Of course, the ugliness of everyday life isn’t the only reasons for noir’s cyclical resurgence. Technology plays a big part, too. Affordable mass-market paperbacks and magazines propelled the earlier days of noir, back in the days when these things were truly affordable. And today’s noir and hardboiled fiction is propelled by the internet (e-zines etc.), relatively affordable e-readers, cheap or free ebooks, and improvements in printing technology that have enabled high-quality print-on-demand paperbacks. Today’s technological advances have allowed new small-press publishers to set up high-quality outfits with smaller outlays and overheads than Big Publishing can manage, which means they’re more inclined to take risks with material that might upset readers due to being too dark, or violent, or full of rage, or any number of other transgressions that can trouble those who might prefer ‘cosier’ stories: Blasted Heath, New Pulp Press, Snubnose Press, and Caffeine Nights are just some of the pioneers of this new trend. These folks are pushing real boundaries, taking real risks, and are putting out some cracking fiction that would never have been seen if Big Publishing was still controlling things.

There are currently a lot of Neo-Noir titans pushing boundaries that would make even the likes of Jim Thompson blush. Writers like Allan Guthrie, Ken Bruen, Ray Banks, Roger Smith, Anthony Neil Smith, Paul D Brazill, Tom Piccirilli, Heath Lowrance, Les Edgerton, Jedidiah Ayres, Megan Abbott, Nigel Bird, Josh Stallings, Ian Ayris, to name but a few, produce wild rides, break taboos, take real risks, and tell cracking tales with aplomb. If you haven’t read them yet, you should, they’ll really shake you up.

I hope that this new popularity for noir fiction doesn’t go the way of previous boom times. In the past, its popularity has been cyclical, and ended when times have got better…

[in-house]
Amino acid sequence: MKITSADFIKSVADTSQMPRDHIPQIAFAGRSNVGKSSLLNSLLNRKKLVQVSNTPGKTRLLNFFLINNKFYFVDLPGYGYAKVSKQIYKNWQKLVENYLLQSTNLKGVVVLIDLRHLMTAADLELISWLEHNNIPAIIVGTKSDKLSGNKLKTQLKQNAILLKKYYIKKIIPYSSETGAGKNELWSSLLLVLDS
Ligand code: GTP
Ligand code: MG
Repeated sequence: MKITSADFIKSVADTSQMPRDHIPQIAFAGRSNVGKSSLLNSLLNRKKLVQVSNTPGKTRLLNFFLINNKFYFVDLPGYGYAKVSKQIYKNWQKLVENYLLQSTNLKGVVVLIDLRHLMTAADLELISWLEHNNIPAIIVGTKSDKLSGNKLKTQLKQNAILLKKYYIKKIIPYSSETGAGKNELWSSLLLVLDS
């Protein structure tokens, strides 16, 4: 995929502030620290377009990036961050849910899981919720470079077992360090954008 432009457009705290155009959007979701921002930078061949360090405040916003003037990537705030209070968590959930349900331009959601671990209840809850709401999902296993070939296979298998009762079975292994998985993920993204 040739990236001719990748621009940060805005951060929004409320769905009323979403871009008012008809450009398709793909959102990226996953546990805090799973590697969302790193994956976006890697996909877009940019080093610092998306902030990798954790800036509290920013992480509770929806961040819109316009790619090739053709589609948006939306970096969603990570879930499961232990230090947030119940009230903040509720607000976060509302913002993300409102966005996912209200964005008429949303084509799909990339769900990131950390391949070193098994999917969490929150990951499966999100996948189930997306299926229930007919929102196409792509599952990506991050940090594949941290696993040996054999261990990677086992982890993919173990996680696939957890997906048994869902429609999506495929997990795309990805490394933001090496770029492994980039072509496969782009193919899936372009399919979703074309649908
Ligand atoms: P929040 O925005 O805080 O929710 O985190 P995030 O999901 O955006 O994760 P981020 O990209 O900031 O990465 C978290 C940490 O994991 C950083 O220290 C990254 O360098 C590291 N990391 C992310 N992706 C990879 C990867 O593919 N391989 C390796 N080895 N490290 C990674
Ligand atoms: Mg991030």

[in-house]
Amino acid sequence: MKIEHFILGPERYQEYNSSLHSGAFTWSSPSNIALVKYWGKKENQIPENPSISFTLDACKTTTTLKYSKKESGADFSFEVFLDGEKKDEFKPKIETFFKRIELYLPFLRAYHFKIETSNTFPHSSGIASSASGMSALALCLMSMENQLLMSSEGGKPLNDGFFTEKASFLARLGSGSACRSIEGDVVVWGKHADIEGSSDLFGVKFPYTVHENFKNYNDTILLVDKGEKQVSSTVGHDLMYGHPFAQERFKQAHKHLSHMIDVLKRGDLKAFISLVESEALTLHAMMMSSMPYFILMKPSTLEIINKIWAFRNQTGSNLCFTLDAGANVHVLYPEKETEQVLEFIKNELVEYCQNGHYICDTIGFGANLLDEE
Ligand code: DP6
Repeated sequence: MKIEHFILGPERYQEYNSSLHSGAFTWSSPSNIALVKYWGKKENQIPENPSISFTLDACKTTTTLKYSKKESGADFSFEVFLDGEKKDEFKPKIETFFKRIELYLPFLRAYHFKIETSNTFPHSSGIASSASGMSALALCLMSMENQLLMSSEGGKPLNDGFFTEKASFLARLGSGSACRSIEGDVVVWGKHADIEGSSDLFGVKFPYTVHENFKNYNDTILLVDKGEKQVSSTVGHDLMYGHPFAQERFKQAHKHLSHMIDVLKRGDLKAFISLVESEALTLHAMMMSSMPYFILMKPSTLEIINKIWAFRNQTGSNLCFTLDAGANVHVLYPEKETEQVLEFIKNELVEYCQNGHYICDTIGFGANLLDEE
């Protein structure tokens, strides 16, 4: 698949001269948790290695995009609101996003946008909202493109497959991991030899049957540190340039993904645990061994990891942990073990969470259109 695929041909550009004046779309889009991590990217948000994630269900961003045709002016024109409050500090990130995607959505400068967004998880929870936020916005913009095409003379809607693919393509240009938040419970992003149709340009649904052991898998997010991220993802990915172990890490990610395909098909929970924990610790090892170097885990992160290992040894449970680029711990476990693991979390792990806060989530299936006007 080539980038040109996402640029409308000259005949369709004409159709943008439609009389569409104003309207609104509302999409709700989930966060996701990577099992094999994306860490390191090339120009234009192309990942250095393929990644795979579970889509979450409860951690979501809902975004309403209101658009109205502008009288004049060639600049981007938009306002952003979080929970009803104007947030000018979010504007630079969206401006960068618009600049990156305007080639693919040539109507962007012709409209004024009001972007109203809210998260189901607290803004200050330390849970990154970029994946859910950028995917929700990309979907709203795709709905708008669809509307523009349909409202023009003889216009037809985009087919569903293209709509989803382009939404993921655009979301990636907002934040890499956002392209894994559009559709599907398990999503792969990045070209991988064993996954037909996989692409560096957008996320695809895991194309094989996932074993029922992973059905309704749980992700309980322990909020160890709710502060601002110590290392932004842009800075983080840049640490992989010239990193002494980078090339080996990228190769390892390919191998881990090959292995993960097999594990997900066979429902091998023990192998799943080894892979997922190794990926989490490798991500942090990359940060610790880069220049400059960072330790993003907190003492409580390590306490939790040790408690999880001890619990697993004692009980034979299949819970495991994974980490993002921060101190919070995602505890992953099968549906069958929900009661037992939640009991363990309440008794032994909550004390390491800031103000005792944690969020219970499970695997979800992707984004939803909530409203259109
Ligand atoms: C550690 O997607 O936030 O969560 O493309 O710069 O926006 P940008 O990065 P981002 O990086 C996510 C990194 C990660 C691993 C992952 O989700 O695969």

Buuuut, the modern world’s a shithole, and things are probably only going to get worse from here on in (economically, socially, ecologically), so long may these noir writers and others like them reign.

Let a little darkness into your life.

Review: Piggyback by Tom Pitts

When mid-level criminal enforcer Jimmy is contacted by dealer Paul about a lost load of marijuana with a piggybacked load of coke, despite his reservations about getting involved, he sees an opportunity to make a nice financial gain. Turns out that the girls Paul used as mules have ripped him off. The real problem is that the load belonged to a bad-assed gangster called Jose who will kill Paul and probably Jimmy if the load isn’t returned sharpish. So Jimmy and Paul go for a ride to get the drugs back, which leads to betrayal and a whole load of carnage.

This is the first thing I’ve read by Tom Pitts but it certainly won’t be the last. It’s a fast-paced, exciting ride into the darkness. Tightly written, lean as hell, moves like a bullet train, perfect for a plane or train journey or a lazy afternoon. The characters are an assorted collection of scumbags who are pretty much an unsympathetic bunch, so when they suffer their mostly unpleasant fates you don’t feel much for them, but sometimes when you are dealing with noir that’s pretty much what you are going to get. It doesn’t stop it from being a wild couple of hours worth of reading though. Highly recommended.

Pitts is a definite talent, and one I’ll be watching out for in future.